The only way out of this situation was for Hamas in Gaza to agree to Egypt's conditions in the peace talks with Mahmoud Abbas in the West Bank. The recognition of Israel was at the center of the preconditions. For Israel, geographic as well as political separation between Gaza and the West Bank was the ideal situation. The US and Israel would veto all attempts of reconciliation between the Palestinians. International recognition of Palestine based on the 1967 borders was meaningless without the participation of Hamas. Therefore, there was no way out of the stalemate.

Egyptian youth found the solution. The US and Israeli plans to prevent a peace deal between the Palestinians took a blow from a place where it was least expected. The fall of Hosni Mubarak was not only a domestic affair. Its regional effects will slowly begin to emerge.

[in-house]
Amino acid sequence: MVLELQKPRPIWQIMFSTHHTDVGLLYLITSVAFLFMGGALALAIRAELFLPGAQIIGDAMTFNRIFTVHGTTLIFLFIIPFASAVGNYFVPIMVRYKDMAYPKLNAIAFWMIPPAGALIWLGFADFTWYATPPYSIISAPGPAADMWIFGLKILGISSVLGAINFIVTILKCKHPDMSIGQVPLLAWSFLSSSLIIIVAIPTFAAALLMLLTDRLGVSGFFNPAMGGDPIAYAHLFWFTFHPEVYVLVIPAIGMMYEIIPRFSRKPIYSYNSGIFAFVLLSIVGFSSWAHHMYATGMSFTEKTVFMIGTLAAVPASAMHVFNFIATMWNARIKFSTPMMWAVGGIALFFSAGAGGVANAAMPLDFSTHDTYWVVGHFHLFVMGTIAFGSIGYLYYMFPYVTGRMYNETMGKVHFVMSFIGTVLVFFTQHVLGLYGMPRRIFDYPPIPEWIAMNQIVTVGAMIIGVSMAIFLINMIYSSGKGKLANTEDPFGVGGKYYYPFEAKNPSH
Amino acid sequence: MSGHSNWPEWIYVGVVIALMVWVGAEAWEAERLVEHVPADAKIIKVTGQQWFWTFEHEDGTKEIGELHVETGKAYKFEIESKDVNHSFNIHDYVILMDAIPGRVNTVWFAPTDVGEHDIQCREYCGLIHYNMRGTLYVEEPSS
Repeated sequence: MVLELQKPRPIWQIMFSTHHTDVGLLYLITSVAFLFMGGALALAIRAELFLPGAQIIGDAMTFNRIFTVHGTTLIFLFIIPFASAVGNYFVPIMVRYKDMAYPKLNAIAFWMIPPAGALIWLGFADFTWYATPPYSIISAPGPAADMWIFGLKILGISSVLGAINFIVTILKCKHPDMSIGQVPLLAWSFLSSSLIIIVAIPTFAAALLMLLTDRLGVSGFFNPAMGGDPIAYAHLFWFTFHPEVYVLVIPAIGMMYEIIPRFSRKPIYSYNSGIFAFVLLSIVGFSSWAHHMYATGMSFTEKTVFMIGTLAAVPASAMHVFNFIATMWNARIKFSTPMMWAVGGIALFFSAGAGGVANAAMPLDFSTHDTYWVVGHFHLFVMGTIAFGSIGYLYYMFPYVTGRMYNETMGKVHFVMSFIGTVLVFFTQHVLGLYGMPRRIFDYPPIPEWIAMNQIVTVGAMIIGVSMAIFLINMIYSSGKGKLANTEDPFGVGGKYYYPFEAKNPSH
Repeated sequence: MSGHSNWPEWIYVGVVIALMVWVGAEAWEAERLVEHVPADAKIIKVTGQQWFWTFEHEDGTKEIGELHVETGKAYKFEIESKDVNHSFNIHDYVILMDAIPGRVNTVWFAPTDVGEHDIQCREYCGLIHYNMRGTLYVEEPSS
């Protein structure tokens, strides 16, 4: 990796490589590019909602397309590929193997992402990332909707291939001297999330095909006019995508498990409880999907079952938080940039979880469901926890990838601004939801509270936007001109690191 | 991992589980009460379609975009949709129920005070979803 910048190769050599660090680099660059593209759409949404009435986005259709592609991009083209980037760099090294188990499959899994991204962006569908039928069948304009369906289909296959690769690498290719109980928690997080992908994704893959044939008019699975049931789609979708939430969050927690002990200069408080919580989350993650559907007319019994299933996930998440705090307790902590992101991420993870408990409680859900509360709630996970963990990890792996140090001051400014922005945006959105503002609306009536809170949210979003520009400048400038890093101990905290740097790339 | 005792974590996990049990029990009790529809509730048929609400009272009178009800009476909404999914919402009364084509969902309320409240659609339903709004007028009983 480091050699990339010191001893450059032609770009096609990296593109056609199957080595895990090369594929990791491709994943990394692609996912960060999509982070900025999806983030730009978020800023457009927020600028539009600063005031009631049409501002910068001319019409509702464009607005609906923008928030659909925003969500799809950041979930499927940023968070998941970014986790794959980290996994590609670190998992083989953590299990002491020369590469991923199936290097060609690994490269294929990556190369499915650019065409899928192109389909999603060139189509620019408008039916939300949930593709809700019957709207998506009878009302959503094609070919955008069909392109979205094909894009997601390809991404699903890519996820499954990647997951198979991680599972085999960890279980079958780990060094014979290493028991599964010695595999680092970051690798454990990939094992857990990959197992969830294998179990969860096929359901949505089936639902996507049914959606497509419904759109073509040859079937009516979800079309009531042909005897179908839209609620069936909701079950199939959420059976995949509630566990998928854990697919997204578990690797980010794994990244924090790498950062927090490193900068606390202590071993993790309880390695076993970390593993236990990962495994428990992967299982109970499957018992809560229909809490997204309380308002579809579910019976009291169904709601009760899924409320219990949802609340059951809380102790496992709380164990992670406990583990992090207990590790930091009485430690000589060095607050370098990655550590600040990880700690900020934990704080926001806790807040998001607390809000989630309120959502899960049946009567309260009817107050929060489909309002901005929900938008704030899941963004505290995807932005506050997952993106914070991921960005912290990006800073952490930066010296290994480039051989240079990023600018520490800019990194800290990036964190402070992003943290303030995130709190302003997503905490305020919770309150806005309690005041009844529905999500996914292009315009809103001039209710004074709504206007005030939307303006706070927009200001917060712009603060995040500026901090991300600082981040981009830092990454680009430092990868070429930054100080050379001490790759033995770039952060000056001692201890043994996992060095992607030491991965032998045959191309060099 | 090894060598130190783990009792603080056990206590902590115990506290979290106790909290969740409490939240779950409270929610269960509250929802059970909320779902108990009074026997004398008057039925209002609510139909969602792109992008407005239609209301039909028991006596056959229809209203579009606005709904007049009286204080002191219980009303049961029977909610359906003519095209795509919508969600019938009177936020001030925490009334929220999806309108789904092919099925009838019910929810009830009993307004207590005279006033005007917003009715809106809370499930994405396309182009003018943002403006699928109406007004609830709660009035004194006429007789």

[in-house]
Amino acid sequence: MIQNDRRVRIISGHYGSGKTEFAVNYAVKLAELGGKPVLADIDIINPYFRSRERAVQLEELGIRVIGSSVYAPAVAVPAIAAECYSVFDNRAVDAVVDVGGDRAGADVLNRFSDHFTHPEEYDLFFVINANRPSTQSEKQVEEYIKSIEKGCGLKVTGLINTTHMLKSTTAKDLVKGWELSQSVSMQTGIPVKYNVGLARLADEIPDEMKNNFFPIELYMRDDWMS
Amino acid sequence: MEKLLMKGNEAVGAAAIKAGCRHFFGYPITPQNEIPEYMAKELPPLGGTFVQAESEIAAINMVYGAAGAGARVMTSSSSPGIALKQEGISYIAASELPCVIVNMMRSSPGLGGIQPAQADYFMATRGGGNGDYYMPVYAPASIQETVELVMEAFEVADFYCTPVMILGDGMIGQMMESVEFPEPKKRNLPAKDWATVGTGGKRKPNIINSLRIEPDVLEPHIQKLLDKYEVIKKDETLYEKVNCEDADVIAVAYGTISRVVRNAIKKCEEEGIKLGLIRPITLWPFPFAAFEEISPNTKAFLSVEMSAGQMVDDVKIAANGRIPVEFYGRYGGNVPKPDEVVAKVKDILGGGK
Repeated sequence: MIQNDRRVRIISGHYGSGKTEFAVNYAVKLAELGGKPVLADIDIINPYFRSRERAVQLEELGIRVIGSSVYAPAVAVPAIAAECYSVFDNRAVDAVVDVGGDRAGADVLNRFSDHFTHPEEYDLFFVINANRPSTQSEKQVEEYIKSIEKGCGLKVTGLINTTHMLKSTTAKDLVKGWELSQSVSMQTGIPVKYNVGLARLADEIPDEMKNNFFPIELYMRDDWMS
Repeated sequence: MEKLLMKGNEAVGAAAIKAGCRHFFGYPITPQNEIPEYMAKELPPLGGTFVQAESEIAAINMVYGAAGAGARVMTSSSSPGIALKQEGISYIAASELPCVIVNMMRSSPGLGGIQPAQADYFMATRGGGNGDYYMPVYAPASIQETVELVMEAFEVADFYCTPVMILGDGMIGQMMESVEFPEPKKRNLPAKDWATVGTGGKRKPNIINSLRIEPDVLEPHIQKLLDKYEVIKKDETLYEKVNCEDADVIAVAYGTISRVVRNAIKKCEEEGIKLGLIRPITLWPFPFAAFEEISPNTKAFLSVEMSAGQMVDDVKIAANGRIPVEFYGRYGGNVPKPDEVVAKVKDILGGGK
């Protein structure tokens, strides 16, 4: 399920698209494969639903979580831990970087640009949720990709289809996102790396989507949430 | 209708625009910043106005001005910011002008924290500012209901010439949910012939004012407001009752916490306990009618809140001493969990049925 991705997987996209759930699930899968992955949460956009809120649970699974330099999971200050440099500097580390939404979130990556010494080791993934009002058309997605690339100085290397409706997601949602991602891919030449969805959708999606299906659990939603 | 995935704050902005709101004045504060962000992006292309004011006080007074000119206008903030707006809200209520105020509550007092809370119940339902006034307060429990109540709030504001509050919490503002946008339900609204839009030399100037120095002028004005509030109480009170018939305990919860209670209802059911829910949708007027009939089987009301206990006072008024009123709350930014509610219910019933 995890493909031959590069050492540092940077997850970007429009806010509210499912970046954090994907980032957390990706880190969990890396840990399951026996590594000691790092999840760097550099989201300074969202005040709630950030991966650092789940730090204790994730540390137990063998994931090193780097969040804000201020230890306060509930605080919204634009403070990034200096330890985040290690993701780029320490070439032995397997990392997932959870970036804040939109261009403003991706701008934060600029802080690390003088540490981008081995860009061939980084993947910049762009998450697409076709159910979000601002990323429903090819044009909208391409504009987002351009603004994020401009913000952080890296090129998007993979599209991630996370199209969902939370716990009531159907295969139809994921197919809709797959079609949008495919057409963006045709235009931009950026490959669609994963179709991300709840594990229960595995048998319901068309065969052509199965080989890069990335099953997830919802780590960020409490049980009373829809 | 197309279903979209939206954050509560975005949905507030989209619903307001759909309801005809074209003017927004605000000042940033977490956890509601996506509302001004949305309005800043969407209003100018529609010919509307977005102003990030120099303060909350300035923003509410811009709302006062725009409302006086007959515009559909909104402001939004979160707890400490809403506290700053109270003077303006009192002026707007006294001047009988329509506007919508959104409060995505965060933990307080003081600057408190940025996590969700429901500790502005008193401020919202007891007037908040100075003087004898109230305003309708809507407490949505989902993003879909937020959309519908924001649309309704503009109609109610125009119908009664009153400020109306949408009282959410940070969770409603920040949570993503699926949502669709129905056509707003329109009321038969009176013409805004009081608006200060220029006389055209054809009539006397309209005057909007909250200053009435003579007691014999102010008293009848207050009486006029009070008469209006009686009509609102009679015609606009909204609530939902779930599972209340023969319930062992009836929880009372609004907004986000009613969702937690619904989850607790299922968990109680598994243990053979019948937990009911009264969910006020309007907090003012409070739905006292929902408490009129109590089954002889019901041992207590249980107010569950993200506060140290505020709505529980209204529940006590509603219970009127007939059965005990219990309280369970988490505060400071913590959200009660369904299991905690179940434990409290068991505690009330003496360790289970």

The new leadership in Egypt is not among the group of governments opposing the US but is no longer in the hands of Israel and at the service of the US like it was in the past regarding Palestine. The recent statements made by Egyptian foreign minister regarding Egypt's ties with Iran and the upcoming visit of Iran's foreign minister to Cairo is not viewed positively by Israel and the US.

In its latest report, the World Bank announced that the Palestinian Authority (PA) is capable of managing an independent state in the West Bank and the Gaza Strip. According to the bank's estimates, Palestine had an eight-percent economic growth in 2010, thanks to foreign aid.

Now that Palestine is about to be recognized as a state in the United Nations, the publication of this report gives Palestinians an international credit. It also results in the increase of other governments' cooperation with them as an independent country.

Israel has so far described the measures taken by European and Latin American countries to recognize the independent state of Palestine as futile, but how long can Israel hide its head in the sands?